The action is set in the laboratory of the American Biological Association Development for the Advancement of Brain Analysis, where curious experiments involving various mammals are taking place. Helen, a newly engaged cleaning lady, is particularly drawn to a dolphin and is shocked when she learns that, having failed to "talk" as hoped for, it is slated for brain dissection. She makes a desperate attempt to rescue the dolphin from the scientists, incurring first their indignation and then, when the dolphin does indeed "talk" for Helen, their futile pleas that she change her mind about leaving and stay on to help them in their experiments. But the gentle Helen has had enough--both of "Custodial Engineering" and of schemes to change man's relationship to the other creatures with whom the world must be shared.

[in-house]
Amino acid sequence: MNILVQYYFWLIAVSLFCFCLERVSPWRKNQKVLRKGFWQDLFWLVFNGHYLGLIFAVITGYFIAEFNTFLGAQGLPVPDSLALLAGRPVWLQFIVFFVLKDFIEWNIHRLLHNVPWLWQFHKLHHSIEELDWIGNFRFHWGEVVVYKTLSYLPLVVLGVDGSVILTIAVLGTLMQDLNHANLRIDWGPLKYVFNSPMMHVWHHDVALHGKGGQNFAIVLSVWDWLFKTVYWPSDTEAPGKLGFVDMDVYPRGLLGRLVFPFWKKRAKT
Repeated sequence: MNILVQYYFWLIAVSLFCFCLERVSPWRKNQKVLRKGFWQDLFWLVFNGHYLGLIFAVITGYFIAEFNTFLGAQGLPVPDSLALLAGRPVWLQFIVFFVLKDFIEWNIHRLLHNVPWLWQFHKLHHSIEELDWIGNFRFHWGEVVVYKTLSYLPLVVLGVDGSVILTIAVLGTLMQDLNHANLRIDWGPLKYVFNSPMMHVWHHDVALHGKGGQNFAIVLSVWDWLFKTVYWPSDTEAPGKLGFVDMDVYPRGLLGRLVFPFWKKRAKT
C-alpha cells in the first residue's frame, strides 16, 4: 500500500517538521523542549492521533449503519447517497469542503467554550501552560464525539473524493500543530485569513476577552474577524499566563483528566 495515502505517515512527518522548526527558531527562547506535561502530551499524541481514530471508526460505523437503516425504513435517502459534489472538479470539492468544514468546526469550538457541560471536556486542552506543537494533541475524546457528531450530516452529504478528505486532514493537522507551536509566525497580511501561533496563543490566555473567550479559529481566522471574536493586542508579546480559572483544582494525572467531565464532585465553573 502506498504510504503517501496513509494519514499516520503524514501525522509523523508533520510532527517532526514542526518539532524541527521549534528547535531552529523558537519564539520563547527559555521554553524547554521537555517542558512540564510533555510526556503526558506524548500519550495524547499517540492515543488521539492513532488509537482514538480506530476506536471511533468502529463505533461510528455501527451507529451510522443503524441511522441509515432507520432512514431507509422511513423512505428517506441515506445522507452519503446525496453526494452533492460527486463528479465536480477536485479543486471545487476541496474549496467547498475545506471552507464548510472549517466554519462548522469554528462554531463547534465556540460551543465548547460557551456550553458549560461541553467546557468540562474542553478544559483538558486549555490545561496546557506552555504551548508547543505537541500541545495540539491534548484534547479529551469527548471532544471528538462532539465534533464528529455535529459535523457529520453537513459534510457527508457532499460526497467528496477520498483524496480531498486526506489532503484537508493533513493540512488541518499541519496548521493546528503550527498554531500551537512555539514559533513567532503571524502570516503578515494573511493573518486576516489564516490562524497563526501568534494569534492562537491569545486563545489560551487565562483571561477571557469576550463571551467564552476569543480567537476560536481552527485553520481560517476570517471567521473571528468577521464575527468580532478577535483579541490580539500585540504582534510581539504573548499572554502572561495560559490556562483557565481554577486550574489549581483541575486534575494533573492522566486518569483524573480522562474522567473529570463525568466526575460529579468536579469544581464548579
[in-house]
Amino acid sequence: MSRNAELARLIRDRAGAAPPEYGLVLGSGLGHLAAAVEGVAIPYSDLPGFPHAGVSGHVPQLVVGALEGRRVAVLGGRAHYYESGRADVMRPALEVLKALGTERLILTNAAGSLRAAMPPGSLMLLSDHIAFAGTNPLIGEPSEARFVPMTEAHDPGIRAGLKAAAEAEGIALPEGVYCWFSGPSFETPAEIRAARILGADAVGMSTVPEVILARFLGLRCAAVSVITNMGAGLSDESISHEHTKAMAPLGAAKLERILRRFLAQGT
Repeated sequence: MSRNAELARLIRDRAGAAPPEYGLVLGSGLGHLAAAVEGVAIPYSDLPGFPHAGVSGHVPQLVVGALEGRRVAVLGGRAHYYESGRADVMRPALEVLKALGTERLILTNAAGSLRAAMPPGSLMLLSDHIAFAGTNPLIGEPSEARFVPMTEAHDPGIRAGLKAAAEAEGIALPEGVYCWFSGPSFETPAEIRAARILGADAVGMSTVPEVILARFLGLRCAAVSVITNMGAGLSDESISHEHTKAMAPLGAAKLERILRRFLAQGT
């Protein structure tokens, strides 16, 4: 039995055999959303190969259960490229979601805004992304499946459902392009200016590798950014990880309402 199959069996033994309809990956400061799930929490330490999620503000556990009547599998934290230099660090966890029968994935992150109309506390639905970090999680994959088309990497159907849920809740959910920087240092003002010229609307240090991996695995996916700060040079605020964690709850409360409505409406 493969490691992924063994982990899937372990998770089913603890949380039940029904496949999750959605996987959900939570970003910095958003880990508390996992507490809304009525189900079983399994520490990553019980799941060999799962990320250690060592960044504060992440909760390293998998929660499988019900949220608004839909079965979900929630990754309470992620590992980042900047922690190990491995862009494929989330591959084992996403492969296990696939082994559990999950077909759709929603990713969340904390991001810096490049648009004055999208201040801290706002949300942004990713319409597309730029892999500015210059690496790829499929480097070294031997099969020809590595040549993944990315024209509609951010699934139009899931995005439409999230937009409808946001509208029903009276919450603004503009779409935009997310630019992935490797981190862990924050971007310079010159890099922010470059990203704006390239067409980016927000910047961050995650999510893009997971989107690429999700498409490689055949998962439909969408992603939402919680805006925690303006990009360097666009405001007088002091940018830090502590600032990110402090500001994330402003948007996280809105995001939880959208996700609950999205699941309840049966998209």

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|Publisher:||Graymalkin Media, LLC|
|Sold by:||Barnes & Noble|
|File size:||453 KB|
About the Author
Paul Zindel (1936-2003) was a playwright, young adult novelist, and educator. His most well-known work, The Pigman, is a children's book often taught in classrooms to study themes of peer pressure, loss, family, and death, despite being one of the most frequently banned books in America. Zindel's debut was The Effect of Gamma Rays on Man-in-the-Moon Marigolds, a play for which he received the 1971 Pulitzer Prize for Drama. Zindel was also awarded the Margaret A. Edwards Award from the American Library Association for his contribution to young adult literature.